If you want peace, you need to be familiar with conflict

Conflicts are inevitable in any human relationship. They are omnipresent and part of everyday life. We live in a society where the temptation to conflict and the desire for peace are closely related. Since conflict is natural and there is hardly any such thing as a life without conflict, it is crucial to be conscious of conflict in everyday life. Conflict is, therefore, normal since human beings are relational beings. It can destroy, just as it can build the unity of individuals or a human community. This is why it is so important to study all the parameters of conflict to reach a mutually beneficial consensus.

Conflict as a destabilising factor

Conflict implies disputes, anger, confrontation, disagreement, violence, tension, disharmony, confrontation, crisis, etc. With all these derivatives, this destabilising element disturbs the peace of human beings, the people, the community, and the nation. Unfortunately, it can devastate the social fabric, interpersonal relationships and the individual when it is not well managed. One of the most obvious negative aspects is the destruction that can result from painful experiences. Above all, it can be a source of demotivation and harmful when suspicion and mistrust prevail.

Conflict as a constructive factor

While conflict is generally considered to have negative consequences, as mentioned above, some observers argue that it can also be beneficial. Conflict can serve as a forum for socialisation, where people learn to live together by recognising that others are different from themselves. It also encourages people to question themselves and each other. Thus, it becomes a source of personal development. It can be an opportunity to coexist more effectively and restore harmony and cohesion. In Niger, for example, in January 2015, we witnessed a conflict situation that we accepted in faith and hope for a better tomorrow. It was the anti-Christian attack on the Church of Niger. Outraged by a Charlie Hebdo publication that caricatured the prophet Mohammed, some Muslims decided to take revenge by burning down churches, hotels and pubs. We watched helplessly as some forty churches were looted and set on fire. This experience enabled us to renew our friendship and fraternity with the entire Muslim community of Niger. Even though our churches were burnt down, our faith remained intact and renewed. We have remained firm and united in prayer so that love prevails over hatred and violence.  

A few factors that trigger conflict

The sources of conflict are diverse and complex. Cultural and political differences, religion, ideology, socio-economic inequalities, and communication styles significantly escalate conflict. The divergence of cultural contexts means that the interpretation of an attitude, a behaviour, a gesture, etc., does not necessarily have the same connotation from one community to another or individual to another. An in-depth understanding of these dynamics is essential for conflict prevention and resolution.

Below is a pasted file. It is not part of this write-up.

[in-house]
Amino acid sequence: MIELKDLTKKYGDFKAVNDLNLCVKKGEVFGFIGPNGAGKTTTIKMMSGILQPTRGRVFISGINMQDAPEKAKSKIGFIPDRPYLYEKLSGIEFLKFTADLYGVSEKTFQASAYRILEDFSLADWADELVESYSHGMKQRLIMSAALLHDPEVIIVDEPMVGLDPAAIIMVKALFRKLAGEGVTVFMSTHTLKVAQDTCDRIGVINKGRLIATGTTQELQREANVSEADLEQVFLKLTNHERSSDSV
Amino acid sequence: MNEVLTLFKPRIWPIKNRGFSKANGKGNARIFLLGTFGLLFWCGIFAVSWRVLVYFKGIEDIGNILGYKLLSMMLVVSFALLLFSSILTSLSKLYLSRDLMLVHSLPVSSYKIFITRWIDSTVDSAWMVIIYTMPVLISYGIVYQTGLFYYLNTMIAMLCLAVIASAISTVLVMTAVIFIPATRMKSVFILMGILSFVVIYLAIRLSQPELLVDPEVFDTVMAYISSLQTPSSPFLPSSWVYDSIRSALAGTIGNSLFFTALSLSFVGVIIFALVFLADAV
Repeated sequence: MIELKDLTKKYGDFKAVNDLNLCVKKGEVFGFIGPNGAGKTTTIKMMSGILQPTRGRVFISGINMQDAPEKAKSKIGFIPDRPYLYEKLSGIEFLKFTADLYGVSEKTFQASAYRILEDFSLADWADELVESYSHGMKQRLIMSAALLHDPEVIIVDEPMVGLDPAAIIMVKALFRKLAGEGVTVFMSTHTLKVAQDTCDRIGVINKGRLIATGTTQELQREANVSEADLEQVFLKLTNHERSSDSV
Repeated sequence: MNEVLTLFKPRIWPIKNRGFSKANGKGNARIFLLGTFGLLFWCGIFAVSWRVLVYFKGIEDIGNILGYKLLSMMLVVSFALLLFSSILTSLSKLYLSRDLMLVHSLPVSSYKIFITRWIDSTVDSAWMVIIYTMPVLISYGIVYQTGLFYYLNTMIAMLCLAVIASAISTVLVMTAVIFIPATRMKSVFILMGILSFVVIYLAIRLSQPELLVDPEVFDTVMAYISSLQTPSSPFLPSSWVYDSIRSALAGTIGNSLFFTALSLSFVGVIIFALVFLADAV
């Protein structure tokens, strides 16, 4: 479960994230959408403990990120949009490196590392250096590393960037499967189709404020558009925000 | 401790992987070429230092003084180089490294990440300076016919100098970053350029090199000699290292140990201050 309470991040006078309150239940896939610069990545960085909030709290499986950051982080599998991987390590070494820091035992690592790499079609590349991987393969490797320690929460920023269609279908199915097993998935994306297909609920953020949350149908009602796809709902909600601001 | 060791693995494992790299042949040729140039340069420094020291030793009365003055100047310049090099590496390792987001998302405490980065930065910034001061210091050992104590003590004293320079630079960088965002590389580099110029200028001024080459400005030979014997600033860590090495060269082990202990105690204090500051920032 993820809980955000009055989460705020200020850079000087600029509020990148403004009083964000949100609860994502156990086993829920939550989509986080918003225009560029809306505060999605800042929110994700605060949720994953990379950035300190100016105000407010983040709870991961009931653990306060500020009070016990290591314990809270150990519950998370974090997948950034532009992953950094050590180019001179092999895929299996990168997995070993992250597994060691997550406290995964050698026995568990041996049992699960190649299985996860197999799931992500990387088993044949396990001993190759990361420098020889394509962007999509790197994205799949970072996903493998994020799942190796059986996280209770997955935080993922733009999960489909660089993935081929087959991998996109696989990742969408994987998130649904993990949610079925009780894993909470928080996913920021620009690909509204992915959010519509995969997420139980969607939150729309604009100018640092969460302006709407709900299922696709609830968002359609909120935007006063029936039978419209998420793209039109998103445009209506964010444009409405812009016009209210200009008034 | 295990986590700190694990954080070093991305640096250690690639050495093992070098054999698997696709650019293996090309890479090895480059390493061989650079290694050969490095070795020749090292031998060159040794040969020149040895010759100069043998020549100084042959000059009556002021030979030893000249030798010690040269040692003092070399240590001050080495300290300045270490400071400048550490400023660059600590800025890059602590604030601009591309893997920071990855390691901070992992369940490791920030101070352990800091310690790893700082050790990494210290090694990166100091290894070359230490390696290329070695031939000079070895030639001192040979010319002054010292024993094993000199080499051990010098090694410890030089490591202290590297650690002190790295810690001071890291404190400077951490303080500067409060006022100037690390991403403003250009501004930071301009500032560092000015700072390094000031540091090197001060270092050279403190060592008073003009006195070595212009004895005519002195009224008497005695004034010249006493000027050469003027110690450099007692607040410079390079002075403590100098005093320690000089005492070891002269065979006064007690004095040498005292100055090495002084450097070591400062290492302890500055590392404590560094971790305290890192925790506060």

The Church’s commitment to peaceful conflict resolution

In the case of Niger, the message from the Bishops sums up the role and place of the Church in the peaceful resolution of conflicts: “We, the Bishops of the Catholic Church, in deep communion with our communities that have been hit hard by the unexpected and tragic events that we have endured without knowing the reasons for them, have come to renew our friendship and fraternity with the entire Muslim community of our country. The powerful words of Jesus have always inspired us: ‘Love your enemies, do good to those who hate you, wish good to those who curse you, pray for those who slander you’ (Lk 6, 27-28)”.

The Church has a vital role to play in mediation, reconciliation and the promotion of peace. Its leaders have often acted as neutral mediators in conflicts, facilitating dialogue between conflicting parties. Their moral authority and ability to transcend political and social divisions have, for the most part, helped create a safe negotiation space. These leaders must remind the faithful and invite them to follow the example of Jesus by forgiving others, even when this seems difficult or impossible. This entails the renunciation of anger, resentment and revenge. They will especially remember to invite them to be vigilant and responsible and not to give in to external influences that can weaken relationships and peaceful coexistence.

How can we, as witnesses to the Gospel, help to prevent and resolve conflicts?

In his fight against slavery, our founder Cardinal Charles Lavigerie said: “I am a man and injustice towards other men revolts my heart. I am a man, oppression is alien to my nature…”. As Missionaries of Africa and witnesses to the Gospel, we cannot remain indifferent to conflicts or run away from them. We must develop initiatives to preserve the peaceful coexistence, mutual respect for our convictions and conviviality that have always characterised our Society. It is up to us to engage in dialogue to understand more fully that our religious and ethnic diversities are riches that could contribute to consolidating our unity because “what brings us together is stronger than what divides us”.

By: Innocent Habimana, M.Afr.

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